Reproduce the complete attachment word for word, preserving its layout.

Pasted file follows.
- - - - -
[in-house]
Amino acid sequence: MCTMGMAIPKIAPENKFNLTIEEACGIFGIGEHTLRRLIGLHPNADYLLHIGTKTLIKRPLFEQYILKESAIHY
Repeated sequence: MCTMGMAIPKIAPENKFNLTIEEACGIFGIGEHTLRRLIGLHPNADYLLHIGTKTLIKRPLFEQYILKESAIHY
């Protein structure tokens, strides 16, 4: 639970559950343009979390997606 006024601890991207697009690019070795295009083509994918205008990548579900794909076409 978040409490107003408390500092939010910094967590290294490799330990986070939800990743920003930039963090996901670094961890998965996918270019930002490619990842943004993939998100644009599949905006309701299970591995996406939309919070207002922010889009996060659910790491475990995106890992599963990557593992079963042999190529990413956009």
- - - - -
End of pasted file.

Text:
[in-house]
Amino acid sequence: MCTMGMAIPKIAPENKFNLTIEEACGIFGIGEHTLRRLIGLHPNADYLLHIGTKTLIKRPLFEQYILKESAIHY
Repeated sequence: MCTMGMAIPKIAPENKFNLTIEEACGIFGIGEHTLRRLIGLHPNADYLLHIGTKTLIKRPLFEQYILKESAIHY
């Protein structure tokens, strides 16, 4: 639970559950343009979390997606 006024601890991207697009690019070795295009083509994918205008990548579900794909076409 978040409490107003408390500092939010910094967590290294490799330990986070939800990743920003930039963090996901670094961890998965996918270019930002490619990842943004993939998100644009599949905006309701299970591995996406939309919070207002922010889009996060659910790491475990995106890992599963990557593992079963042999190529990413956009």